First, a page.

TikTok and Oracle Are Still Working Together, But Data Privacy Concerns Remain

On Friday, TikTok announced that it had begun routing data from US users to US servers owned by Oracle. But a timely report from BuzzFeed News questions what TikTok’s promise really delivers, claiming that TikTok employees in China have “repeatedly” accessed US users’ data over the course of at least several months.

In recordings of internal staff meetings and presentations obtained by: BuzzFeed News, TikTok employees reportedly had to ask their colleagues in China to access U.S. user data, as they did not have access to this data themselves. A member of TikTok’s trust and security team is said to have stated that “Everything is seen in China”, while another employee said a China-based engineer “had access to everything”.

These events reportedly occurred from at least September 2021 and January 2022, following similar allegations set forth by CNBC last year.

TikTok has faced criticism for years for potentially exposing US users’ data to China, where TikTok’s parent company, ByteDance, is based. In 2020, former President Donald Trump threatened TikTok with a nationwide ban and attempted to force the company to separate its US-based assets from ByteDance, calling it a threat to national security.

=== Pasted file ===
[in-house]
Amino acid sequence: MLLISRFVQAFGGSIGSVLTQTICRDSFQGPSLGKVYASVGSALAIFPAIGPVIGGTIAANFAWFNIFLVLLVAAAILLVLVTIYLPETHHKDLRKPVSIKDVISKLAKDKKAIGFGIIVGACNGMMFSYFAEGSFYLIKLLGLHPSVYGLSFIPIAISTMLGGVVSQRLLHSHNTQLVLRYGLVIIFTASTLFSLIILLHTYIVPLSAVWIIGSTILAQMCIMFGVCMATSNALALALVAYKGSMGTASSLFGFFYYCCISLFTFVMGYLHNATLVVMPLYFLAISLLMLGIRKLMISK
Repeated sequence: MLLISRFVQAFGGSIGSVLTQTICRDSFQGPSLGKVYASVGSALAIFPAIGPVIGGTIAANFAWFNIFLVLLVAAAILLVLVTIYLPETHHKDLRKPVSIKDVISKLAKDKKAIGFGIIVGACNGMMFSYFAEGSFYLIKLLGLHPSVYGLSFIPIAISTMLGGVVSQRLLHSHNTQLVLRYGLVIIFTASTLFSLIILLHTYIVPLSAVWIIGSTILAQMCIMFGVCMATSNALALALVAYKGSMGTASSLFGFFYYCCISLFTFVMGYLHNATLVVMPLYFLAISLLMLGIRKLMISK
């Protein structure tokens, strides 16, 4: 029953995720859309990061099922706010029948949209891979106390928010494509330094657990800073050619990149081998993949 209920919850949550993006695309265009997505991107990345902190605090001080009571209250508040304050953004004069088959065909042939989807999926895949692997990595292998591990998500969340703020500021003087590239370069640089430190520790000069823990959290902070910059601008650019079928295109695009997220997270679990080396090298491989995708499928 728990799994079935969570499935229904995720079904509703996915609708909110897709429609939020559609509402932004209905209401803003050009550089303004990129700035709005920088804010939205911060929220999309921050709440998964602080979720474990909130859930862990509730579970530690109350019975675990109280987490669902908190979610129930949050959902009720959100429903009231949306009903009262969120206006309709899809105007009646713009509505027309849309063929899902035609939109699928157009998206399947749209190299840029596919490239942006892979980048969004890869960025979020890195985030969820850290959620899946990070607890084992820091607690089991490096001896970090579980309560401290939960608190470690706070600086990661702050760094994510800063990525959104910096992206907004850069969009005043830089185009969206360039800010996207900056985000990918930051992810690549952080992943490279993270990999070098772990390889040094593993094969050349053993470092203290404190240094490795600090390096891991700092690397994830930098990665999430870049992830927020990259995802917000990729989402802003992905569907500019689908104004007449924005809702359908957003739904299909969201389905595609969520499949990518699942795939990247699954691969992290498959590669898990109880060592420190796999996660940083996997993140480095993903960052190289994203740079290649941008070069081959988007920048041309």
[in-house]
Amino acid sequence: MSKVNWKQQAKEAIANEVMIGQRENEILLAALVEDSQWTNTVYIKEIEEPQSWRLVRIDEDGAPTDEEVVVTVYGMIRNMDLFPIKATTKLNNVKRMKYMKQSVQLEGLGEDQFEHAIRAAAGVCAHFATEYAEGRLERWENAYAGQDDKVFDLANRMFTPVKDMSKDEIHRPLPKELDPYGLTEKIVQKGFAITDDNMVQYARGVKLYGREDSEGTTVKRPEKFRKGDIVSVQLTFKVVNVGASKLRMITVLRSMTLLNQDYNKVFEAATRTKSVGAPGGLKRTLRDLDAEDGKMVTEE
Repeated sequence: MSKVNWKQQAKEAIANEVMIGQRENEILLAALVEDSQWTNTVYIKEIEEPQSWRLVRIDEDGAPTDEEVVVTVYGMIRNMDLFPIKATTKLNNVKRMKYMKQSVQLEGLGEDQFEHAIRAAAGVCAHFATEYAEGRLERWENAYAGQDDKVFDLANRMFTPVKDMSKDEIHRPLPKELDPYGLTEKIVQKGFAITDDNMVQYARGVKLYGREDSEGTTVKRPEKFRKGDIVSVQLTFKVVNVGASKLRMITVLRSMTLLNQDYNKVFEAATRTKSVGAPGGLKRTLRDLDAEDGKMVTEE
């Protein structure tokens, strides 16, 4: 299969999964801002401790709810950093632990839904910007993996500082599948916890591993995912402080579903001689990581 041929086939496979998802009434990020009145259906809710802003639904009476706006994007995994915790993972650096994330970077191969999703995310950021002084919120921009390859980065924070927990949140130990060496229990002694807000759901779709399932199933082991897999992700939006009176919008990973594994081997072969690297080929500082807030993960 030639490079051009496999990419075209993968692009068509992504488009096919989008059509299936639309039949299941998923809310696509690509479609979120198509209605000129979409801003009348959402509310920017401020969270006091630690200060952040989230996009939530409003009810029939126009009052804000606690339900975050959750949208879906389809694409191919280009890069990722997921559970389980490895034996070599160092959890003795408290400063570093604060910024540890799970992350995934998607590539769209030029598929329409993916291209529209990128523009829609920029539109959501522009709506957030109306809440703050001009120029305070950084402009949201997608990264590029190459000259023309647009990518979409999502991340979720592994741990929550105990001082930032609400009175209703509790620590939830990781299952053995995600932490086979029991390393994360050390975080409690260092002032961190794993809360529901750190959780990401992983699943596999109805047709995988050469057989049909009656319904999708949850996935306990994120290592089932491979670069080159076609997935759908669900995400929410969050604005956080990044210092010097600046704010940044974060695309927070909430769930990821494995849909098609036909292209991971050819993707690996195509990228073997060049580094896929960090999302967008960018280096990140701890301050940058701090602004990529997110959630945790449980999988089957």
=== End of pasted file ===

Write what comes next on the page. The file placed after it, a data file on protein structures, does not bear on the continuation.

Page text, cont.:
While TikTok never really did selling its US-based assets, it discussed making US software company Oracle its “trusted technology partner.” The deal appeared to be on its last legs after President Joe Biden took office, but resurfaced in March with reports of something called Project Texas.

Referring to Oracle’s Texas-based headquarters, this initiative is supposed to monitor US users’ data on Oracle’s servers and block access by China-based ByteDance. It appears that some form of this deal is now underway as TikTok has announced the transition to Oracle’s servers.

“For more than a year, we’ve been working with Oracle on several measures as part of our commercial relationship to better protect our app, systems and the security of US user data,” said Albert Calamug, TikTok’s head of US security and public policy. “Today, 100% of US user traffic is redirected to Oracle Cloud Infrastructure.”

The company adds that it will use its Virginia and Singapore-based servers for backups, but it aims to remove users’ private data from those servers in order to “run completely to Oracle cloud servers in the US”. It’s unclear when TikTok plans to make a full switch to Oracle’s servers, and the company did not immediately respond. The edge‘s request for comment.

“These are critical steps, but there is more we can do,” Calamug continues. “We know we are one of the most researched platforms from a security perspective, and we strive to remove any doubt about the security of US user data.”

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